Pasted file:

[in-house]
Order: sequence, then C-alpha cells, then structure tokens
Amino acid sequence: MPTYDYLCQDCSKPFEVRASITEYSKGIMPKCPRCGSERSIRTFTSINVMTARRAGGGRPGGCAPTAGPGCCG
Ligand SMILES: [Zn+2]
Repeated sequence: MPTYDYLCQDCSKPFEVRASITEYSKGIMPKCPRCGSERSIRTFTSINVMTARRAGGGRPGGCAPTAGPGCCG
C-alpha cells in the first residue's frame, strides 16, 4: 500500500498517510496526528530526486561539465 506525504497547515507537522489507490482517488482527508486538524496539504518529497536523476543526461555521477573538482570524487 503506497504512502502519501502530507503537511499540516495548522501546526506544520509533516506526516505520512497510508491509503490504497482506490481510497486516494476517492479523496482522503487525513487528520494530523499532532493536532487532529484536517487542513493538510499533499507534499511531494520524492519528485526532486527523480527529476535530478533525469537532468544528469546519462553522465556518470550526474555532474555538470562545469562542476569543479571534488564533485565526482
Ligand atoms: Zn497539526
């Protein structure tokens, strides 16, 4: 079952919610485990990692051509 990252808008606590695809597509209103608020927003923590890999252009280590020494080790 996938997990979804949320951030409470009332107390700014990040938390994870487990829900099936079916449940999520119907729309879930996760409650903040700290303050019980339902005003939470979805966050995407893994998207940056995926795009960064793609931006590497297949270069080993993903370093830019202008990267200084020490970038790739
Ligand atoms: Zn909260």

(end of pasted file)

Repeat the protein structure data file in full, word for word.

[in-house]
Order: sequence, then C-alpha cells, then structure tokens
Amino acid sequence: MPTYDYLCQDCSKPFEVRASITEYSKGIMPKCPRCGSERSIRTFTSINVMTARRAGGGRPGGCAPTAGPGCCG
Ligand SMILES: [Zn+2]
Repeated sequence: MPTYDYLCQDCSKPFEVRASITEYSKGIMPKCPRCGSERSIRTFTSINVMTARRAGGGRPGGCAPTAGPGCCG
C-alpha cells in the first residue's frame, strides 16, 4: 500500500498517510496526528530526486561539465 506525504497547515507537522489507490482517488482527508486538524496539504518529497536523476543526461555521477573538482570524487 503506497504512502502519501502530507503537511499540516495548522501546526506544520509533516506526516505520512497510508491509503490504497482506490481510497486516494476517492479523496482522503487525513487528520494530523499532532493536532487532529484536517487542513493538510499533499507534499511531494520524492519528485526532486527523480527529476535530478533525469537532468544528469546519462553522465556518470550526474555532474555538470562545469562542476569543479571534488564533485565526482
Ligand atoms: Zn497539526
């Protein structure tokens, strides 16, 4: 079952919610485990990692051509 990252808008606590695809597509209103608020927003923590890999252009280590020494080790 996938997990979804949320951030409470009332107390700014990040938390994870487990829900099936079916449940999520119907729309879930996760409650903040700290303050019980339902005003939470979805966050995407893994998207940056995926795009960064793609931006590497297949270069080993993903370093830019202008990267200084020490970038790739
Ligand atoms: Zn909260």